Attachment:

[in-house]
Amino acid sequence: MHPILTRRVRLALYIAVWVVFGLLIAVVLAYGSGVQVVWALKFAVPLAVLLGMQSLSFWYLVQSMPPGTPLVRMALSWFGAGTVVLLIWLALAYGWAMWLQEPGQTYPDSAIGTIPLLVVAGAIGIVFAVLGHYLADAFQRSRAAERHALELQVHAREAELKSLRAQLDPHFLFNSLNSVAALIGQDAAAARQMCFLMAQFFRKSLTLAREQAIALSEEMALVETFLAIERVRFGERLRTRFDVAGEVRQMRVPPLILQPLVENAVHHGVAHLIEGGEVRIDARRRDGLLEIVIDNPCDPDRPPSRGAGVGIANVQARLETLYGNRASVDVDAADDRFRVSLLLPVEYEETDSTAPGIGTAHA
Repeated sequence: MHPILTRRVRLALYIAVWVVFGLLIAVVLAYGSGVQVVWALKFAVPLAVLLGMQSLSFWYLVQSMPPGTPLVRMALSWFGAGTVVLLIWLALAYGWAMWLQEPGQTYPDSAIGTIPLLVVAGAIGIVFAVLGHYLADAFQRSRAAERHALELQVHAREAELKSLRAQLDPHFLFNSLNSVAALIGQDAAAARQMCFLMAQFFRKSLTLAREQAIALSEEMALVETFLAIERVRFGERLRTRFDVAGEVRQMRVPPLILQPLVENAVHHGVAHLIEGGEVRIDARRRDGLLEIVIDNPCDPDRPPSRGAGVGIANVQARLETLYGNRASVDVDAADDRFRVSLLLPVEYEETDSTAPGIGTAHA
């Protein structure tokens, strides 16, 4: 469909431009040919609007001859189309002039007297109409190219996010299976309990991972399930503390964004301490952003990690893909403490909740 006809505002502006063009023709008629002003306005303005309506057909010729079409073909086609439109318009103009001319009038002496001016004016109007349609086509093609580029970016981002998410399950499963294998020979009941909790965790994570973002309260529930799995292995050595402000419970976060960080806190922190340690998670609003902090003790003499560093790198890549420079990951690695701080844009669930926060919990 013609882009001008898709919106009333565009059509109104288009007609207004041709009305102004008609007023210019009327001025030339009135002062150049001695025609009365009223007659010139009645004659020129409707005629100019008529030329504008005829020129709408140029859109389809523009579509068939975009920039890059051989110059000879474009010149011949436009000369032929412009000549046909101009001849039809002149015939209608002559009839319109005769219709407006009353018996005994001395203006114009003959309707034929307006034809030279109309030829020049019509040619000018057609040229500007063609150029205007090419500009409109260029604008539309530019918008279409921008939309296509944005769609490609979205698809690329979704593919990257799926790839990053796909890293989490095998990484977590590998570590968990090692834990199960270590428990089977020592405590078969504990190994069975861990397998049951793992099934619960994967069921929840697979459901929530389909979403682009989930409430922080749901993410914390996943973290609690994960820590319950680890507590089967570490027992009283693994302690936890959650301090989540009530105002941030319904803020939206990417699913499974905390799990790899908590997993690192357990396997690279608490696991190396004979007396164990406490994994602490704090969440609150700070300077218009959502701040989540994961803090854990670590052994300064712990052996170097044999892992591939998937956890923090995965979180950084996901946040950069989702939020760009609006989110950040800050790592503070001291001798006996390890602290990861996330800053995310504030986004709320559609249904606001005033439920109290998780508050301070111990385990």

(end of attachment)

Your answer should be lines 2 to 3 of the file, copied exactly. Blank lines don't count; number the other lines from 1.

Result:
Amino acid sequence: MHPILTRRVRLALYIAVWVVFGLLIAVVLAYGSGVQVVWALKFAVPLAVLLGMQSLSFWYLVQSMPPGTPLVRMALSWFGAGTVVLLIWLALAYGWAMWLQEPGQTYPDSAIGTIPLLVVAGAIGIVFAVLGHYLADAFQRSRAAERHALELQVHAREAELKSLRAQLDPHFLFNSLNSVAALIGQDAAAARQMCFLMAQFFRKSLTLAREQAIALSEEMALVETFLAIERVRFGERLRTRFDVAGEVRQMRVPPLILQPLVENAVHHGVAHLIEGGEVRIDARRRDGLLEIVIDNPCDPDRPPSRGAGVGIANVQARLETLYGNRASVDVDAADDRFRVSLLLPVEYEETDSTAPGIGTAHA
Repeated sequence: MHPILTRRVRLALYIAVWVVFGLLIAVVLAYGSGVQVVWALKFAVPLAVLLGMQSLSFWYLVQSMPPGTPLVRMALSWFGAGTVVLLIWLALAYGWAMWLQEPGQTYPDSAIGTIPLLVVAGAIGIVFAVLGHYLADAFQRSRAAERHALELQVHAREAELKSLRAQLDPHFLFNSLNSVAALIGQDAAAARQMCFLMAQFFRKSLTLAREQAIALSEEMALVETFLAIERVRFGERLRTRFDVAGEVRQMRVPPLILQPLVENAVHHGVAHLIEGGEVRIDARRRDGLLEIVIDNPCDPDRPPSRGAGVGIANVQARLETLYGNRASVDVDAADDRFRVSLLLPVEYEETDSTAPGIGTAHA